Diabetes mellitus has since become such a widespread disease that some have termed it the "epidemic of the century". Looking at some figures, it quickly becomes apparent that this name is not entirely undeserved. According to the OECD, diabetes prevalence (i.e. the frequency of diabetes occurrence) in 2010 averaged 6.5 percent (5.3 percent in the Netherlands, 6.7 percent in France, 8.9 percent in Germany and as much as 10.3 percent in the USA). According to information from the IDF (International Diabetes Foundation), it is to be expected that this number in Germany will rise to at least 13 percent by 2030. Considering the prevalence of the disease in respect of age, we see that it grows with increased age. It was shown for example by the results of the DEGS study that among 40 to 49-year-olds, 2 percent of men and 4.5 percent of women suffer from diabetes. In the 70 to 79 age group, the proportion is already around 22 percent. As a result of this high number of sufferers, the cost burden on the healthcare system is naturally enormous. The results of the CoDiM study, for example, have shown that the direct costs of diabetes in Germany are already in excess of 30 billion euros each year. Diabetes mellitus (meaning "honey-sweet flow") or type 2 diabetes is colloquially referred to simply as diabetes. This metabolic disorder is part of what is known as the "metabolic syndrome", the main culprit in the development of arteriosclerosis (hardening of the arteries) and coronary heart disease (a disorder of the coronary vessels). In addition to diabetes, the following factors are part of this syndrome: Abdominal obesity, high blood pressure (hypertension) and abnormal blood fat levels (dyslipidemia). The prevalence of this syndrome among adults in Germany is around 20 percent among women and 25 percent among men. Although a wide variety of factors play a role in its development, the combination of excessive calorie consumption, poor diet and lack of exercise are among the main causes. This is why the risk factors for diabetes are considered to be too many meals, obesity, android fat distribution (fat distribution mostly around the trunk, also referred to as an "apple shape" and mainly observed in men), age and, indeed, lack of exercise.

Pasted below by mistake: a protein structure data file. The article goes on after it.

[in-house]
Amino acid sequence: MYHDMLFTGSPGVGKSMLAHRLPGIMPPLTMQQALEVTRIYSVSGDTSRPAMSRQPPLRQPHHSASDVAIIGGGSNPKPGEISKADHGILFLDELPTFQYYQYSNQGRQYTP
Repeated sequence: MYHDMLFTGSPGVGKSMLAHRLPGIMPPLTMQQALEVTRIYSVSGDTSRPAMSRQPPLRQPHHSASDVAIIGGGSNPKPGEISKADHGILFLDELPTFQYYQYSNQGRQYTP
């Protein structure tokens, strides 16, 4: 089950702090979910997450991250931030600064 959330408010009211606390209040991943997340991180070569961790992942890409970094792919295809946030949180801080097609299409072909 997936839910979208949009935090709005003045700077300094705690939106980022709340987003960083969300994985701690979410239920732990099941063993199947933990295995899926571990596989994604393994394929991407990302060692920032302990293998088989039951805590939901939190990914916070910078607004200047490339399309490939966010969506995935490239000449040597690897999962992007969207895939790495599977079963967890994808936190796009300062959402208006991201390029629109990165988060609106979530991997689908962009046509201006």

Increased intake of calories frequently results in elevated blood sugar levels, which causes the pancreas to try and generate more insulin. The pancreas is an organ that weighs 70–100g and merges with the bile duct below the gastric outlet to enter the C-shaped duodenum. To perform its key function of digesting carbohydrates, fats and proteins, it contains two fundamentally different cell structures. Firstly, the exocrine glands (exocrine meaning "dispensing outwards" – in this case to the digestive tract), which produce an alkaline digestive secretion that contains among other things key enzymes for the digestion of fats and proteins. Secondly, the endocrine glands (endocrine meaning "dispensing inwards" – in this case to the blood), consisting of beta cells arranged like an island (hence the name "insulin") which normally produce around 2 milligrams of insulin a day. This hormone is normally responsible for transporting sugar, amino acids and fats to the body's cells and is therefore also often referred to as a "storage hormone". After years or decades, however, the pancreas becomes exhausted from this high level of production, and the blood sugar level rises. Although this as yet insulin-independent diabetes could still be treated with a proper diet and exercise, the result for many patients is that they have to inject insulin.